Staff shortages are pervasive in hotels as well as restaurants.
“We have hotel general and regional managers going into hotels and making beds,” she said. “I talked to one hotel in Pensacola, and the manager said, ‘I’m the only front desk person we have seven days a week.’ It’s crazy. Everyone I know is working harder.”
McKinley has been working hard for the industry for years. She studied history as a student at Stetson University and is also a certified professional manager.
Married to Will McKinley and the mother of two children, McKinley has been with the Florida Restaurant & Lodging Association for more than 20 years, joining the team headed by Carol Dover, the organization’s CEO and president, and Dan Murphy, senior vice president of membership and corporate relations.
“I love working with hotels and restaurants,” said McKinley, “It’s a great industry, people-oriented.”
She was formerly the Florida director of the Division of Hotels and Restaurants where she managed a staff of more than 300 and the regulation of restaurants and hotels across Florida. In her first stint at the division, McKinley started the inspector training program at the division. In this role she was trained by the U.S. Food & Drug Administration and became certified in fire safety training.
McKinley previously held management positions at the Florida Department of Agriculture and Consumer Services and was a partner in a Blockbuster Video franchise.
She’s a big animal lover, passionate about horses.
“My dad was an attorney and a judge, and we moved from Indian Harbour Beach to Orlando to this house with no one around,” said McKinley. “My dad thought it would be great to get my brother and me a pony. He joked it was the most expensive $ı00 he ever spent.”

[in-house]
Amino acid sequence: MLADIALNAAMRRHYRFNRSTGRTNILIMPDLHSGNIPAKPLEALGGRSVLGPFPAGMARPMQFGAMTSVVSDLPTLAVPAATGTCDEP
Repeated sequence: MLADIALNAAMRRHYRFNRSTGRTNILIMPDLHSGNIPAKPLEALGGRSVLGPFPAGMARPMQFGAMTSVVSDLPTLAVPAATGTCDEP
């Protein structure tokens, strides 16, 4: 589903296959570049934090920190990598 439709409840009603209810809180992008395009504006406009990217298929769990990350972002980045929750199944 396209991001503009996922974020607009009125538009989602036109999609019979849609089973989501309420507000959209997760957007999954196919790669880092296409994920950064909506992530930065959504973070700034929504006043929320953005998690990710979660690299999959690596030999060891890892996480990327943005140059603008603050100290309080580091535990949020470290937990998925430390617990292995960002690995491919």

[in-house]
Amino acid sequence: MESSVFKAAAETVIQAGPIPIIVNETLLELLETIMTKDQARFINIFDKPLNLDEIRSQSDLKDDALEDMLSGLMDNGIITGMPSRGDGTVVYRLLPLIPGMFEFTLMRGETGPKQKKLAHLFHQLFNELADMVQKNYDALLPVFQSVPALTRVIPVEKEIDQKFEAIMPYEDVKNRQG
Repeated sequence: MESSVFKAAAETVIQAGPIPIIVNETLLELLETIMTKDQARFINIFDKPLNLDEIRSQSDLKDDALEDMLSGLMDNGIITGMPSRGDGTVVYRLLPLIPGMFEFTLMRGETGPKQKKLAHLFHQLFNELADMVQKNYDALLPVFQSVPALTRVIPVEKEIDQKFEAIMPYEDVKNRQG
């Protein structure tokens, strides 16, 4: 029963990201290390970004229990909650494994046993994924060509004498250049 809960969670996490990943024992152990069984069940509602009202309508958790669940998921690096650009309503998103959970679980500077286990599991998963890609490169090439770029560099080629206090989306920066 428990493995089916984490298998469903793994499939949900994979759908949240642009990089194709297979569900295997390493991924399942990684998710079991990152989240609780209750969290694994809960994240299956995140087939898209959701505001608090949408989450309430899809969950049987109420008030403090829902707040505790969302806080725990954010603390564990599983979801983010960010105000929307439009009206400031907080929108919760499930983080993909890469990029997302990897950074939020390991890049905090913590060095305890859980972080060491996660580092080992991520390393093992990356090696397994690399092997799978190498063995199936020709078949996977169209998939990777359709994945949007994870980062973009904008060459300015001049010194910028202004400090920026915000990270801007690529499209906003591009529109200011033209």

McKinley immersed herself in the horse world. She showed horses throughout the country as a junior rider competing in various levels and later, after launching her career, resumed riding as an adult amateur. McKinley still owns her own horses in Tallahassee, which she said “has a vibrant equestrian community.”
McKinley is a United States Equestrian Federation licensed official and judges shows in Florida and the Southeast, and she’s also the scholarship coordinator for the Southern Hunter & Jumper Association, among other volunteer positions.
McKinley jumped over hurdles in the equestrian world. Now she and her coworkers are helping those working in the hospitality industry to do the same. As for more innovations to help smooth the way:
◾Workforce gig hiring via an app or website. “You as a waiter might not want to work at one particular place,” said McKinley. Instead, you can sign up as an independent worker on an app or website. Employers can contact you, and you can fill in at different restaurants.
◾Software that aggregates delivery companies.
◾Local marketing apps.
◾Voice inventory apps. “Usually inventory is a two-person job,” she said. “With voice inventory, it can be done with one person.”
◾QR code ordering, menu viewing and paying at the table. “The winner of 2020 was the QR code,” said McKinley.
◾Tip out apps for servers to track and record tips.
◾Use of kiosks for ordering food.
◾New on-site communication tools.
An effective communication tool for the FRLA has been GreatFloridaJob.com, said McKinley.